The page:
News ID: 103877
Publish Date : 20 June 2022 - 21:25

DAMASCUS (AFP) – An attack on a military bus in northern Syria on Monday killed 13 soldiers and wounded two, Syrian state media reported.
According to state TV, the attack occurred in the province of Raqqah, which was once controlled by the Daesh terrorist group. The report did not say whether the bus was ambushed and attacked with machine gun fire, or whether it was hit by a missile or a roadside bomb.
There was no immediate claim of responsibility but the attack had all the hallmarks of Daesh terrorists who have carried out similar attacks over the past months, leaving dozens dead or wounded.
The foreign-backed militants proclaimed a so-called “caliphate” in a third of both Iraq and Syria in 2014 and the city of Raqqah was their de-facto capital. They were defeated in 2019 but Daesh sleeper cells still carry out deadly attacks.
Syrian authorities blame such attacks on the Daesh group. The militants’ sleeper cells have been active in eastern, northern and central Syria.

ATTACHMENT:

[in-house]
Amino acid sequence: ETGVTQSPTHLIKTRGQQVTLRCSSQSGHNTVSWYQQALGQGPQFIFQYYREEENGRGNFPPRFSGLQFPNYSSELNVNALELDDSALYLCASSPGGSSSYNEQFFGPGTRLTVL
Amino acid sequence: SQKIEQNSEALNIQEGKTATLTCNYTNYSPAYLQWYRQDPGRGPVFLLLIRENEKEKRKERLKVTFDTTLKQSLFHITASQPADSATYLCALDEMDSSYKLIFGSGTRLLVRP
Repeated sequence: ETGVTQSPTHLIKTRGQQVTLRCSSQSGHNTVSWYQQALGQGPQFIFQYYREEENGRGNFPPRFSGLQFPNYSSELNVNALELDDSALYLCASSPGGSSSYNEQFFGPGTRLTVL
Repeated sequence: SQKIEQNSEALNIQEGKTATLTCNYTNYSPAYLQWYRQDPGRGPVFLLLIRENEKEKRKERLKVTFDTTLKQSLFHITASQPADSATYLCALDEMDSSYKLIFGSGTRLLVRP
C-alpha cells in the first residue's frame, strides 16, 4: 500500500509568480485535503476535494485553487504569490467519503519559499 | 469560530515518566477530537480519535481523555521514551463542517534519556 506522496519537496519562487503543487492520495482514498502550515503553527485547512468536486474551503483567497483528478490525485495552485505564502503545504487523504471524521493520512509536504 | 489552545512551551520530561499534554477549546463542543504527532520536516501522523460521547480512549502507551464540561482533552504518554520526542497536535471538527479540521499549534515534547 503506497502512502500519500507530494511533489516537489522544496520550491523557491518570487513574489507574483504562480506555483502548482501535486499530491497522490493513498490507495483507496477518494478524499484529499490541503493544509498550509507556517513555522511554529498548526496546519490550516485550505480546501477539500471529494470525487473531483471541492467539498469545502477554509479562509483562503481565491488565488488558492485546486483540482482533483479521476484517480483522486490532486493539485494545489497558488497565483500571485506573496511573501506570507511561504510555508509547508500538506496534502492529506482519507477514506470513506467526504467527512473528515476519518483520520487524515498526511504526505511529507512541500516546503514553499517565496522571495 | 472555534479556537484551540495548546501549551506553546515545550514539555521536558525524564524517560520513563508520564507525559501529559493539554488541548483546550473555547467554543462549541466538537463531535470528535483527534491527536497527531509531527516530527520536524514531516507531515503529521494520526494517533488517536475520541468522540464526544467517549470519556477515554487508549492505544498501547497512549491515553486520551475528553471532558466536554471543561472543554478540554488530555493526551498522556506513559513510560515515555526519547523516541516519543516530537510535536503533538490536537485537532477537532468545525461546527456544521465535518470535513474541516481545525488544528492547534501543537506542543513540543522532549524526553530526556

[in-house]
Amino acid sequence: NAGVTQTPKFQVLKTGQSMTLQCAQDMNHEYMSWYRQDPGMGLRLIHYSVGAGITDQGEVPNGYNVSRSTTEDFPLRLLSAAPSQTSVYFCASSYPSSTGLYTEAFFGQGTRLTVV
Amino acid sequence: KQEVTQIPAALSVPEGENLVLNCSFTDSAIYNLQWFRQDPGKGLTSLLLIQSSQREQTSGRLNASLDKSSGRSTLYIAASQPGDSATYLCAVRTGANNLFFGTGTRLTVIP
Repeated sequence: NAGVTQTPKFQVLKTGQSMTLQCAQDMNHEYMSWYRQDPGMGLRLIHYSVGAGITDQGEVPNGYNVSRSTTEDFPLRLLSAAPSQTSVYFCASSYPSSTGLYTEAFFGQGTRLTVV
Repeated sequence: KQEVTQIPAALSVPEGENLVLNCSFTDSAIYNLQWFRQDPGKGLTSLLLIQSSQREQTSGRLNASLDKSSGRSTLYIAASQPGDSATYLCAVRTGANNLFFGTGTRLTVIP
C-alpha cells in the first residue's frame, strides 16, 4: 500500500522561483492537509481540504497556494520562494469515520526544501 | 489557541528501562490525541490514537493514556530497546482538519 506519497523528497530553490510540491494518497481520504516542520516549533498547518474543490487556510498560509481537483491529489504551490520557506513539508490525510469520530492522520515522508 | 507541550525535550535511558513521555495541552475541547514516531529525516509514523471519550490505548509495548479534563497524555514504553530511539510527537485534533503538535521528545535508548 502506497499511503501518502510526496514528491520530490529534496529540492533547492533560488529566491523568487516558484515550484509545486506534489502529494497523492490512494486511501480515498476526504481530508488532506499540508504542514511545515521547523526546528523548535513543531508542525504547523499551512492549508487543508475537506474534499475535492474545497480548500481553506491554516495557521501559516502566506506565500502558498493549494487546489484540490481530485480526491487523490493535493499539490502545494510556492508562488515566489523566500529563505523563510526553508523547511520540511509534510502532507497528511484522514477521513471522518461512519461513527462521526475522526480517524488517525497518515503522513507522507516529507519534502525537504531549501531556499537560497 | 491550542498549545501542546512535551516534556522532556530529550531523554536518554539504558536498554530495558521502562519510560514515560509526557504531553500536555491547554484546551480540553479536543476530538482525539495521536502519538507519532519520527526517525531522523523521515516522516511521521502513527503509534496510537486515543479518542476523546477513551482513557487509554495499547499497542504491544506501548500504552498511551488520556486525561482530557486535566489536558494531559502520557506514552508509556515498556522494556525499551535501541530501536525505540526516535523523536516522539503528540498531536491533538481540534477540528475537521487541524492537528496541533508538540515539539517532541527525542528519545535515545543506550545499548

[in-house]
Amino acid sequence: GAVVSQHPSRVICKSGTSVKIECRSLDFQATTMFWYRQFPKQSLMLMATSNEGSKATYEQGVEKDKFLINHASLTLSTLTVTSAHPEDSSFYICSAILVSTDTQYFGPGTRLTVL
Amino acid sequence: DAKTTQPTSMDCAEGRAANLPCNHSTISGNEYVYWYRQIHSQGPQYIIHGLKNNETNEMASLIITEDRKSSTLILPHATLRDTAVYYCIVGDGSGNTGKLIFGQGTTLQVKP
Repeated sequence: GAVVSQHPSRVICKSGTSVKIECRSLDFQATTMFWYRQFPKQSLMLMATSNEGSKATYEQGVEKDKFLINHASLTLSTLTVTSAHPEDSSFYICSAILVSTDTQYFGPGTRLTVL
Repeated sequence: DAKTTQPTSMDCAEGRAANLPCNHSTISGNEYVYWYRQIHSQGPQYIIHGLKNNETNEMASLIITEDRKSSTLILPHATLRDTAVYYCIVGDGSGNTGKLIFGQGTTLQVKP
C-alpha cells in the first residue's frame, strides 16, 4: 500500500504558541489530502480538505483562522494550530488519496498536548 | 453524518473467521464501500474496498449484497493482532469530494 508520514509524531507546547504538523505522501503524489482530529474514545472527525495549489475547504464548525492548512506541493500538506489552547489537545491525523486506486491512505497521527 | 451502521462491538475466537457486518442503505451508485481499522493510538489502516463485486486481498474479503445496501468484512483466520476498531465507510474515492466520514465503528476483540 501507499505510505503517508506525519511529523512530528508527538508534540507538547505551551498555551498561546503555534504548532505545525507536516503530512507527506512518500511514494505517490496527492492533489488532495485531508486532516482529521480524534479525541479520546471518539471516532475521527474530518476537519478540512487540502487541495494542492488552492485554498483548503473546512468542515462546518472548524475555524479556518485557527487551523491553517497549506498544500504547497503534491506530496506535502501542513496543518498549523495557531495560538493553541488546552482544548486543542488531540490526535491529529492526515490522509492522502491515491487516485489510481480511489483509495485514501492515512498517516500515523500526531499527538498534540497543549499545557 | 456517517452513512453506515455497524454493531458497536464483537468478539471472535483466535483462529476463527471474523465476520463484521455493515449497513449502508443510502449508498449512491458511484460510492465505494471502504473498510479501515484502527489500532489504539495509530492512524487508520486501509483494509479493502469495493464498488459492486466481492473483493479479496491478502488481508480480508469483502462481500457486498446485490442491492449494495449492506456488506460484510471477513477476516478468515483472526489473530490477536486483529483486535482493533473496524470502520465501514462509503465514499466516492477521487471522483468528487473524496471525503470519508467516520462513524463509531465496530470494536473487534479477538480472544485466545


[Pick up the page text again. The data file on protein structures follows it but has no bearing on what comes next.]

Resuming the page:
Last month, a rocket attack on a military bus killed 10 soldiers and wounded nine more in northwest Syria.
The bus was attacked in the west of Aleppo province on May 13, SANA reported at the time.
Attackers hit the bus with an anti-tank missile, the news agency said.
There was no claim of responsibility for the attack, which took place near the frontier with militant-held territory close to the Turkish border.
Back on October 20 last year, a bomb attack on a bus carrying troops in the Syrian capital Damascus killed at least 14 military personnel and wounded three others.
Two explosive devices went off as the bus was near the Hafez al-Assad bridge, Syrian TV said, adding a third device was defused by an army engineering unit.
Since 2011, Syria has been gripped by foreign-backed militancy, leading to the emergence of Daesh and other terrorist groups in the Arab country.
The Syrian government has repeatedly condemned the United States and the European Union for waging economic terrorism on the country through their unilateral sanctions, holding them responsible for the suffering of the Syrian people.
Damascus has also been critical of the United Nations for keeping silent on the destructive role of the U.S. and EU, among other parties supporting terrorism in Syria.

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